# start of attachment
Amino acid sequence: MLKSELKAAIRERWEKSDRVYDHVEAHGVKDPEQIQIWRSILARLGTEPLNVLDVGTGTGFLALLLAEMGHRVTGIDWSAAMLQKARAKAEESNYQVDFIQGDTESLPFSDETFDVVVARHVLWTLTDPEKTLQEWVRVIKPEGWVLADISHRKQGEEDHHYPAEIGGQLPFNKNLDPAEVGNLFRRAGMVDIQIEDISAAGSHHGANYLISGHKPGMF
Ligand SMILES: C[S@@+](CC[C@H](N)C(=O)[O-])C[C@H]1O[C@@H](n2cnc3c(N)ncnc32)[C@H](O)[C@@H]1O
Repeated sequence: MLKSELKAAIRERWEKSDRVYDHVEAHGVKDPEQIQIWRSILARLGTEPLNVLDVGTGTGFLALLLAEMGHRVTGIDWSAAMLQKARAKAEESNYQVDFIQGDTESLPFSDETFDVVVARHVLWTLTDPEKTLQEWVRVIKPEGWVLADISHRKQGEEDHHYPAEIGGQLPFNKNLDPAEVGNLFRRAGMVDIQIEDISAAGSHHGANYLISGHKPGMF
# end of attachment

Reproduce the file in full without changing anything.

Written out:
Amino acid sequence: MLKSELKAAIRERWEKSDRVYDHVEAHGVKDPEQIQIWRSILARLGTEPLNVLDVGTGTGFLALLLAEMGHRVTGIDWSAAMLQKARAKAEESNYQVDFIQGDTESLPFSDETFDVVVARHVLWTLTDPEKTLQEWVRVIKPEGWVLADISHRKQGEEDHHYPAEIGGQLPFNKNLDPAEVGNLFRRAGMVDIQIEDISAAGSHHGANYLISGHKPGMF
Ligand SMILES: C[S@@+](CC[C@H](N)C(=O)[O-])C[C@H]1O[C@@H](n2cnc3c(N)ncnc32)[C@H](O)[C@@H]1O
Repeated sequence: MLKSELKAAIRERWEKSDRVYDHVEAHGVKDPEQIQIWRSILARLGTEPLNVLDVGTGTGFLALLLAEMGHRVTGIDWSAAMLQKARAKAEESNYQVDFIQGDTESLPFSDETFDVVVARHVLWTLTDPEKTLQEWVRVIKPEGWVLADISHRKQGEEDHHYPAEIGGQLPFNKNLDPAEVGNLFRRAGMVDIQIEDISAAGSHHGANYLISGHKPGMF